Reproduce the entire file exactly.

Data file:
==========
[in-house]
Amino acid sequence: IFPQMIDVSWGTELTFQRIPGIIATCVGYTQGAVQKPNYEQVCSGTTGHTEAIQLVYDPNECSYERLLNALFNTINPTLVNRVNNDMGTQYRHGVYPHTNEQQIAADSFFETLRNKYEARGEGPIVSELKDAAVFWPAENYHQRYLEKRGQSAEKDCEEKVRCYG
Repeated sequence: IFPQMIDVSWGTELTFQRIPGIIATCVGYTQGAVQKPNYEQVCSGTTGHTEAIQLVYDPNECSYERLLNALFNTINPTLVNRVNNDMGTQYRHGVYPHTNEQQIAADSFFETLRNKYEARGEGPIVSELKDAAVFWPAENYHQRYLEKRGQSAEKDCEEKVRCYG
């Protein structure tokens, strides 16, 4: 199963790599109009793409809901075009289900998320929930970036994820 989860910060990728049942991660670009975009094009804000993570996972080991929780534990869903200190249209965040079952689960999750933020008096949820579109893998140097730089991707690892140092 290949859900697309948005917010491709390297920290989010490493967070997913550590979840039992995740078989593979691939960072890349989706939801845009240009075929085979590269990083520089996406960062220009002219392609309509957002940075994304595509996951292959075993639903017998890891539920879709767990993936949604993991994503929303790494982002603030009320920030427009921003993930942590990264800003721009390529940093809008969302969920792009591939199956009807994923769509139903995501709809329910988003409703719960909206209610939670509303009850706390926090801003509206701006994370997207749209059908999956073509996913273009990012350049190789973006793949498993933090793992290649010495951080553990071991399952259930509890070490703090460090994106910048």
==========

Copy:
[in-house]
Amino acid sequence: IFPQMIDVSWGTELTFQRIPGIIATCVGYTQGAVQKPNYEQVCSGTTGHTEAIQLVYDPNECSYERLLNALFNTINPTLVNRVNNDMGTQYRHGVYPHTNEQQIAADSFFETLRNKYEARGEGPIVSELKDAAVFWPAENYHQRYLEKRGQSAEKDCEEKVRCYG
Repeated sequence: IFPQMIDVSWGTELTFQRIPGIIATCVGYTQGAVQKPNYEQVCSGTTGHTEAIQLVYDPNECSYERLLNALFNTINPTLVNRVNNDMGTQYRHGVYPHTNEQQIAADSFFETLRNKYEARGEGPIVSELKDAAVFWPAENYHQRYLEKRGQSAEKDCEEKVRCYG
């Protein structure tokens, strides 16, 4: 199963790599109009793409809901075009289900998320929930970036994820 989860910060990728049942991660670009975009094009804000993570996972080991929780534990869903200190249209965040079952689960999750933020008096949820579109893998140097730089991707690892140092 290949859900697309948005917010491709390297920290989010490493967070997913550590979840039992995740078989593979691939960072890349989706939801845009240009075929085979590269990083520089996406960062220009002219392609309509957002940075994304595509996951292959075993639903017998890891539920879709767990993936949604993991994503929303790494982002603030009320920030427009921003993930942590990264800003721009390529940093809008969302969920792009591939199956009807994923769509139903995501709809329910988003409703719960909206209610939670509303009850706390926090801003509206701006994370997207749209059908999956073509996913273009990012350049190789973006793949498993933090793992290649010495951080553990071991399952259930509890070490703090460090994106910048």